Miller and Lyle

[New] Talk and dance. 15 mins.; one. These colored boys have a howling collection of new gags evolving around their being stranded in a frigid zone aptly described as “forty below.” The talk is sprightly original and telling from the start. They make pathetic figures in their ragged habiliments and in slouch and facial expression suggest strongly those sketches that usually accompany Octavius Cohen’s “{satevepost?}stories. The same dancing boxing business concludes their offering. Big time.  

Ward and Wilbur Girls

Man and two woman offering hoop rolling and club juggling.  Some effective triple combination work, but nothing particularly new in the routine.

The Spider’s Web.

  5 Mins. One (Special Drop)   Attractively caparisoned setting, an improvement over the regulation background for an aerial act. Special drop represents solder’s web; Man and woman, in full fleshing’s on platform in center of huge web, open with song, with their heads through the webbing, open and they operate on perpendicular ropes, rings, trapeze, etc. Play bells, do teeth holds, plunges and other stunts pertaining to the routine of such an act. Neat closing turn.

Murphy and Barrett

Blackface Comedians. 14 Mins.t One. 58th Street Seasoned performers, with corking coon dialects, not theatrically exaggerated but perfectly natural. They have a routine of sidewalk talk that needs considerable working out but which should eventuate into, a standard big time act. One is big, pompous, “educated” darkey, who uses a lot of big words and is continually trimming the little, illiterate meek chap.

Chapelle & Stennette

Chapelle and Stennette, the colored mixed team, were their usual success; although the man could have strengthened his offering further by the retention of his former “Can’t You Hear Me Calling Caroline” number. That was always a k. o. and might be retained.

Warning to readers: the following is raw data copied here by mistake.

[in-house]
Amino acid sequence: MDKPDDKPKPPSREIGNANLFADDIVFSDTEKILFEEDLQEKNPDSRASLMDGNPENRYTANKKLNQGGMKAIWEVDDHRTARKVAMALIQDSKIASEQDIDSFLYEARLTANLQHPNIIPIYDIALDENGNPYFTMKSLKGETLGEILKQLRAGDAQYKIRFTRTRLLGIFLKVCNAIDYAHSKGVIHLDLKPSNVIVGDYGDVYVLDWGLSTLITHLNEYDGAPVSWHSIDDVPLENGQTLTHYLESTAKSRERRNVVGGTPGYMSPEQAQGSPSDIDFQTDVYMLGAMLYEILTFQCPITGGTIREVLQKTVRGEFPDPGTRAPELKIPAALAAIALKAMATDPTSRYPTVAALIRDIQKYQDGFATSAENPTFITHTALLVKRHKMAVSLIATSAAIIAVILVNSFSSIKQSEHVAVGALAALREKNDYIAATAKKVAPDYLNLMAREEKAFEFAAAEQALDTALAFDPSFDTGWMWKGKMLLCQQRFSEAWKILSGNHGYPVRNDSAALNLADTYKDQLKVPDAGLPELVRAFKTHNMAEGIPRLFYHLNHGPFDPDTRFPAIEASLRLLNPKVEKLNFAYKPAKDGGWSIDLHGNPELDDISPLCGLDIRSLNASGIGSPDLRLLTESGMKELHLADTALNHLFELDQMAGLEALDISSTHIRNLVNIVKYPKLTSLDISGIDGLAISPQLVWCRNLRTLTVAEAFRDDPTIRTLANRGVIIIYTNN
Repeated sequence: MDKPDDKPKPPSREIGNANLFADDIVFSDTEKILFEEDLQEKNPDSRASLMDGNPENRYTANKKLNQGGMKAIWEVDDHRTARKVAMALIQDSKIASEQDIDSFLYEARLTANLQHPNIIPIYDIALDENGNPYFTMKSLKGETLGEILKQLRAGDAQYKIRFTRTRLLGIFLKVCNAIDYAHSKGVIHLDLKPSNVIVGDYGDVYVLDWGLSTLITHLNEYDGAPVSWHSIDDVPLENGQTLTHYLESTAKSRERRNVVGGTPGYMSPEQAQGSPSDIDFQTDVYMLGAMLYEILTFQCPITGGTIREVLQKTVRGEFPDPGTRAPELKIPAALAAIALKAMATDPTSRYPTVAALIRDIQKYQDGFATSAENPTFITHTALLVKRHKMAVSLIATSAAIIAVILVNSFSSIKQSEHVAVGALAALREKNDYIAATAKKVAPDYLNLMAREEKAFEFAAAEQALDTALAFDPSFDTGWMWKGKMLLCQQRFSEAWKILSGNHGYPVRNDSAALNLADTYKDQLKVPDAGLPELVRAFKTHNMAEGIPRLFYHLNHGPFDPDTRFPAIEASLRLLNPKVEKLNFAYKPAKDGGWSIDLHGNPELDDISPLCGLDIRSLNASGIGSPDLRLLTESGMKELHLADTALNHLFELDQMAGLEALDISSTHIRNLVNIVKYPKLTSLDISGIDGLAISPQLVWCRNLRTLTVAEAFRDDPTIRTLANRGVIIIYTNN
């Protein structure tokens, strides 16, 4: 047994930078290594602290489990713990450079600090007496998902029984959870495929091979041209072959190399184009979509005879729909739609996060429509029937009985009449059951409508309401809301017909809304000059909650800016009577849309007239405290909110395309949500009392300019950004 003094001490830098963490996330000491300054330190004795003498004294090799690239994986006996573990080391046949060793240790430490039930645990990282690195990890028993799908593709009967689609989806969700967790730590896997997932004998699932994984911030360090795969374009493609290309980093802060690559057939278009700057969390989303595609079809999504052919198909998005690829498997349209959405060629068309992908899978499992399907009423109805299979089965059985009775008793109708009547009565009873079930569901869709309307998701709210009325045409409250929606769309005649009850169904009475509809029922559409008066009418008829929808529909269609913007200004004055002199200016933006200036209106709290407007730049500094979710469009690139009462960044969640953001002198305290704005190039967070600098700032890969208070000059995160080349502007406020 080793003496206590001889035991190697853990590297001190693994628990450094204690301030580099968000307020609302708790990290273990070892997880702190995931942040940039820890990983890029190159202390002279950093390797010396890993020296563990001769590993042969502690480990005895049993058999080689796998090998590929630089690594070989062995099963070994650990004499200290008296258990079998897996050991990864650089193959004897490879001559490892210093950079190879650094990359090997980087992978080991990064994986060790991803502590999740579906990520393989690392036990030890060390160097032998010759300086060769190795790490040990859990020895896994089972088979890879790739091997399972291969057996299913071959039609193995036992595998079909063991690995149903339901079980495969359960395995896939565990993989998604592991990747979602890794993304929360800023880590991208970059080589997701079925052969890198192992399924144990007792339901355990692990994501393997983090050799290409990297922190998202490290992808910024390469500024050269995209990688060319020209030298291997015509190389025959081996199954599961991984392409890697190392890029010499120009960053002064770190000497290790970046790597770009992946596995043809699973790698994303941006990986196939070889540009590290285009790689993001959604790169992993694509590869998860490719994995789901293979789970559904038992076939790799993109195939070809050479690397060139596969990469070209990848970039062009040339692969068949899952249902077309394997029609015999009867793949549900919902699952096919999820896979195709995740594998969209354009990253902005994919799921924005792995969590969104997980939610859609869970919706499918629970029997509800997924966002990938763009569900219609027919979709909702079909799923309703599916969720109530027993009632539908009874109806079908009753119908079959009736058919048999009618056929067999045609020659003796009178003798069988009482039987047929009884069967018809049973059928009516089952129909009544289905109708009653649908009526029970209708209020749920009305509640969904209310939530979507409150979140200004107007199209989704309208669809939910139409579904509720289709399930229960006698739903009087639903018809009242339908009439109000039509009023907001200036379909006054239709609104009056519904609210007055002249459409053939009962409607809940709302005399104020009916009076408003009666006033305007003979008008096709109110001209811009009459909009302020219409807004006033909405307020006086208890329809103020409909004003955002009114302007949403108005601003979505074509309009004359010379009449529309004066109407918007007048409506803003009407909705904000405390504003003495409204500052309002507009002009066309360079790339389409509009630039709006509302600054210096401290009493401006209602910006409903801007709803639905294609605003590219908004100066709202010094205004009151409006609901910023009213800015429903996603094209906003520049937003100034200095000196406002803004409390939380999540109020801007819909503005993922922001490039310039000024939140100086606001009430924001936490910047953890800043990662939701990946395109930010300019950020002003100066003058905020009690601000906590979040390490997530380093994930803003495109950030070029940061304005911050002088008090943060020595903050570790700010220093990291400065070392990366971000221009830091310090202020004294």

15 Mins. Mr. Regan, of very good appearance, is an Irish tenor. He landed strongly with the opening number, “When Kelly Sang Killarney,” and was Just as good with a number telling of an Irish lad who was buried ‘neath the poppies in France… There were two encores, with “Mother Machree” the finale… Mr. Regan has a selection of numbers somewhat different from the run of others, which helped make his songs more welcome. He is a singer of power and should win his way to the better bills with ease.


14 Mins.   The girl is pretty in a flapper way and handles talk fairly well. Man Is only half way. If he would be content to do grotesque comedy altogether he might get somewhere. But the sudden transformation from the burlesque dame to the polite dinner-coated entertainer was out of order. In all probability the rough stuff would get the most returns. We have about all the polite entertainers the traffic will bear right now, and small time audiences seem to be hungry for knockout comedy that will make ’em laugh.


11 Mins. The opening is a sort of lullaby medley made up of snatches of such standard numbers as “Mighty Lak a Rose.” The base has a solo and the four come together again for the continuation of quickly changing numbers. They don’t sing too much of any one selection but shift around frequently. The harmony is sweet without any of those extreme effects characterized as “barber shop.” An Irish number with bagpipe imitation effects made a closer that bull’s-eyed the east side clientele and brought them back for an encore. Headlined the show in the billing and on the stage. Good class musical turn for the best shows.


The couple maintain animated toy roles throughout. The special drop in “one” discloses two panels, representing a toy shop window, wherefrom a soldier and a girl doll emerge for a song and dance number. Solo and double dances ensue mixed with a “Toys” recitation to the effect that life Is a game of toys, etc. There Is too much sameness in the act and the dances are not re- deemed even by precise execution, some of them appearing crude. A smoother running routine will probably come in time. In the deuce spot they fared rather well at the B8th Street and should hold down that spot acceptably elsewhere.


This act is closely patterned along the lines of the Gallager and Rolley turn—army captain and blackface private. The locale, however, is in the arctic regions, flying machine, icicles, etc., being painted upon the special set. The comedy rises through a constant play upon words, such as referring to the town of “Ask Me for It,” etc. The comedian has no dialect whatever, despite his darkened features and the straight man does not time his feeding to the fine nicety so essential to this class of comedy. The material they have is superior to its Interpreters.